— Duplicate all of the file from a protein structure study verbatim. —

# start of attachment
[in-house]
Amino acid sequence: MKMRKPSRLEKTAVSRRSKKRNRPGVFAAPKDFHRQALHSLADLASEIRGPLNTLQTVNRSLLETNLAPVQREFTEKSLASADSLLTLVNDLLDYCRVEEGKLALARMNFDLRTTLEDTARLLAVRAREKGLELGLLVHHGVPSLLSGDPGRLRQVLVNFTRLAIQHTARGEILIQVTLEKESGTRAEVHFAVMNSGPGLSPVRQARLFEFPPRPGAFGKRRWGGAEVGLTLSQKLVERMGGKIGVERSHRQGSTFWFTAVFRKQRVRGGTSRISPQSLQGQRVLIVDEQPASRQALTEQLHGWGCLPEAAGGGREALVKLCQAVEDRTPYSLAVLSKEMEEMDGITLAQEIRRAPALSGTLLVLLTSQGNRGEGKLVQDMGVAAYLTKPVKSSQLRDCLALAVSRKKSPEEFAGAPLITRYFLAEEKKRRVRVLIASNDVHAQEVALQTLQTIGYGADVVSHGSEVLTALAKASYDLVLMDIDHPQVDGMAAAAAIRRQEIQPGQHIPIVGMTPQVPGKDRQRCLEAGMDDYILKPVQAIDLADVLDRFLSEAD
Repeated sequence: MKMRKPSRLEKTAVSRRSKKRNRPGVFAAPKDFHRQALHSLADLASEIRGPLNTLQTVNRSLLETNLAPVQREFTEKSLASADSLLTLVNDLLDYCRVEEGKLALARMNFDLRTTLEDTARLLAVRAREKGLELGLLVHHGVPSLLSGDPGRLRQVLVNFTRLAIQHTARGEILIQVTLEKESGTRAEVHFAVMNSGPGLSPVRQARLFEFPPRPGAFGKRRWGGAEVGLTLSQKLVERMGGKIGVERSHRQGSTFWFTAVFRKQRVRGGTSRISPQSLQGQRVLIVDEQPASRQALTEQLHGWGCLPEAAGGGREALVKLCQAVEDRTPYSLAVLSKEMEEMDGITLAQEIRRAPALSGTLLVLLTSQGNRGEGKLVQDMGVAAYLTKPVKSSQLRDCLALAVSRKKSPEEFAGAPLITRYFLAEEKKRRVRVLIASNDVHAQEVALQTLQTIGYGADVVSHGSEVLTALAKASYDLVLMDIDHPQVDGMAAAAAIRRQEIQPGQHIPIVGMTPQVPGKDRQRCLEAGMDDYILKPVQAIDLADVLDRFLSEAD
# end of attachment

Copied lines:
[in-house]
Amino acid sequence: MKMRKPSRLEKTAVSRRSKKRNRPGVFAAPKDFHRQALHSLADLASEIRGPLNTLQTVNRSLLETNLAPVQREFTEKSLASADSLLTLVNDLLDYCRVEEGKLALARMNFDLRTTLEDTARLLAVRAREKGLELGLLVHHGVPSLLSGDPGRLRQVLVNFTRLAIQHTARGEILIQVTLEKESGTRAEVHFAVMNSGPGLSPVRQARLFEFPPRPGAFGKRRWGGAEVGLTLSQKLVERMGGKIGVERSHRQGSTFWFTAVFRKQRVRGGTSRISPQSLQGQRVLIVDEQPASRQALTEQLHGWGCLPEAAGGGREALVKLCQAVEDRTPYSLAVLSKEMEEMDGITLAQEIRRAPALSGTLLVLLTSQGNRGEGKLVQDMGVAAYLTKPVKSSQLRDCLALAVSRKKSPEEFAGAPLITRYFLAEEKKRRVRVLIASNDVHAQEVALQTLQTIGYGADVVSHGSEVLTALAKASYDLVLMDIDHPQVDGMAAAAAIRRQEIQPGQHIPIVGMTPQVPGKDRQRCLEAGMDDYILKPVQAIDLADVLDRFLSEAD
Repeated sequence: MKMRKPSRLEKTAVSRRSKKRNRPGVFAAPKDFHRQALHSLADLASEIRGPLNTLQTVNRSLLETNLAPVQREFTEKSLASADSLLTLVNDLLDYCRVEEGKLALARMNFDLRTTLEDTARLLAVRAREKGLELGLLVHHGVPSLLSGDPGRLRQVLVNFTRLAIQHTARGEILIQVTLEKESGTRAEVHFAVMNSGPGLSPVRQARLFEFPPRPGAFGKRRWGGAEVGLTLSQKLVERMGGKIGVERSHRQGSTFWFTAVFRKQRVRGGTSRISPQSLQGQRVLIVDEQPASRQALTEQLHGWGCLPEAAGGGREALVKLCQAVEDRTPYSLAVLSKEMEEMDGITLAQEIRRAPALSGTLLVLLTSQGNRGEGKLVQDMGVAAYLTKPVKSSQLRDCLALAVSRKKSPEEFAGAPLITRYFLAEEKKRRVRVLIASNDVHAQEVALQTLQTIGYGADVVSHGSEVLTALAKASYDLVLMDIDHPQVDGMAAAAAIRRQEIQPGQHIPIVGMTPQVPGKDRQRCLEAGMDDYILKPVQAIDLADVLDRFLSEAD